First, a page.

Mystery Image Contest: October 6-20, 2014


When you hear the word "sugar," what do you think of? You might picture the white granular substance that sweetens your morning coffee. But calling that substance just "sugar" is a bit of an oversimplification—it's actually sucrose, one of many types of sugars. Sucrose is known in chemistry as a disaccharide, as it is comprised of glucose and fructose molecules, which are themselves types of sugars. Glucose and fructose, both naturally occurring in fruits and other plants, are called monosaccharides. Monosaccharides are the building blocks for disaccharides (made of two monosaccharides, like sucrose and lactose) and oligosaccharides (made of more than two monosaccharides). All of these compounds are considered sugars. Humans discovered how to extract sucrose (commonly known as table sugar, cane sugar, or beet sugar) from sugarcane as early as 500 BCE in India, and it has remained popular ever since. From the 15th to the 18th centuries in Europe, table sugar was considered a luxury; as sugarcane grows best in hot climates, the demand for table sugar drove, in part, the European colonization of parts of Africa and South Asia. Today, the demand for table sugar worldwide is still high, but mechanized production has lowered its costs. Though much of the world's table sugar today is still derived from sugarcane, it is now also extracted from sugar beets. Table sugar also faces stiff competition in the United States from high fructose corn syrup, another sweetening agent that is derived from corn and cheaper to produce. Nonetheless, sucrose still retains its popularity and is a common ingredient in sweet treats like candy.


This image is an illustration of a sucrose molecule.

Photo Credit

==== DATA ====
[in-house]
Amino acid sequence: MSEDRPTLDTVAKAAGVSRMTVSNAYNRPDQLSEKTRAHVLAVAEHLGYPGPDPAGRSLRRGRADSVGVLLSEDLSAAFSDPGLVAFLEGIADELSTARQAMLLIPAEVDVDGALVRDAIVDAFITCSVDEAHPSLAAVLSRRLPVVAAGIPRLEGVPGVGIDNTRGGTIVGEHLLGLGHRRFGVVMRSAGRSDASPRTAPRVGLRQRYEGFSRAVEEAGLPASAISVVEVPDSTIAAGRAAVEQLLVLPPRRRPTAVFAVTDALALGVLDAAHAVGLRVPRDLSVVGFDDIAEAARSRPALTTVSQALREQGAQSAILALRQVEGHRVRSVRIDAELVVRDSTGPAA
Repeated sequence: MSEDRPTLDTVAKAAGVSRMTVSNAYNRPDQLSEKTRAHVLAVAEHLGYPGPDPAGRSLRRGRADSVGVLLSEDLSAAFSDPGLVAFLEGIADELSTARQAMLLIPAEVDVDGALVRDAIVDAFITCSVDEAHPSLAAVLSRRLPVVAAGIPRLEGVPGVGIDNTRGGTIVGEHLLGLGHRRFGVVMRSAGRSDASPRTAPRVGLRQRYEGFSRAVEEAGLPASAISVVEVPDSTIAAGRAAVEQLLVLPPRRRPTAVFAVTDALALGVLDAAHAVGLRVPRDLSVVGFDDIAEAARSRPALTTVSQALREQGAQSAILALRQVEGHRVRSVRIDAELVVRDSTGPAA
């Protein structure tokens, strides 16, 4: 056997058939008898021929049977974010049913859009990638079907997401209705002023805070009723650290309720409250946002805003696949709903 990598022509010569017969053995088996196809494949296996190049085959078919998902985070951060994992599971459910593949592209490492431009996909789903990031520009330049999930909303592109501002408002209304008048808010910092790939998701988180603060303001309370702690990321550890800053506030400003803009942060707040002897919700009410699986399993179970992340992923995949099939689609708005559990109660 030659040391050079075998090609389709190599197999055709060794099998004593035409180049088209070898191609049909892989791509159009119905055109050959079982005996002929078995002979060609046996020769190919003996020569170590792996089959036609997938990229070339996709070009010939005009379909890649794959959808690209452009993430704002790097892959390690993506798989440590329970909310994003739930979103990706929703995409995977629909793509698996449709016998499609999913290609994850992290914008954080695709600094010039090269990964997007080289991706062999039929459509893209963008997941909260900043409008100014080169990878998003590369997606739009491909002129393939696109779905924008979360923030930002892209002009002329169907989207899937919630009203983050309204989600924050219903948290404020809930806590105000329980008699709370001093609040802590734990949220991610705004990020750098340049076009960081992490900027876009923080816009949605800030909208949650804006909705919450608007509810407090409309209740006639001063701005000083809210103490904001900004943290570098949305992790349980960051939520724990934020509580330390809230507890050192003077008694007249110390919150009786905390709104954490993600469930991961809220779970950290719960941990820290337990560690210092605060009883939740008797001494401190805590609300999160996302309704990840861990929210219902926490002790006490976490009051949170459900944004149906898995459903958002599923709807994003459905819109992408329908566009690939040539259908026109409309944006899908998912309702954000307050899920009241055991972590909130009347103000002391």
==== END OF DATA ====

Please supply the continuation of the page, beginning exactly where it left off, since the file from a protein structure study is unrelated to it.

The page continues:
Rob Hooft via Wikimedia Commons

Winning Entry

Ms. Jaehrling
Charles City High School
Charles City, Iowa

For Educators

Teaching Support

This Mystery Image Contest coincides with National Chemistry Week (October 19-25) whose theme this year is "The Sweet Side of Chemistry: Candy." Many students may not realize how the principles of chemistry are frequently used in cooking: common ingredients like salt can have relatively simple molecular formulae; ingredients like baking soda produce chemical reactions in many recipes; and the principles of thermodynamics are essential to cooking almost anything. Candy, a food familiar to most young people, is a great place to start exploring this topic: most of the candy on grocery store shelves is manufactured, so variables like the ingredients, cooking times, and cooking temperatures have been standardized—making the candy-making process seem much like science! Explore the chemistry of candy with the American Chemical Society's many resources and take a look at our related content on Science NetLinks.

Related Resources

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Your Brain on Fructose
Sensing Calories
Popsicle Flavors
Sports Drinks
MyPlate Food Guide
6-8 | LESSON
Nutrition 1: Food and the Digestive System
3-5 | LESSON
Nutrition 2: Good Food, Good Health
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Nutrition 3: Got Broccoli?
3-5 | LESSON

Science NetLinks Mystery Image Contest Rules and Regulations

What Is the

Mystery Image Contest?

The Mystery Image Contest offers the chance to identify a science-related object based on a close-up picture of it.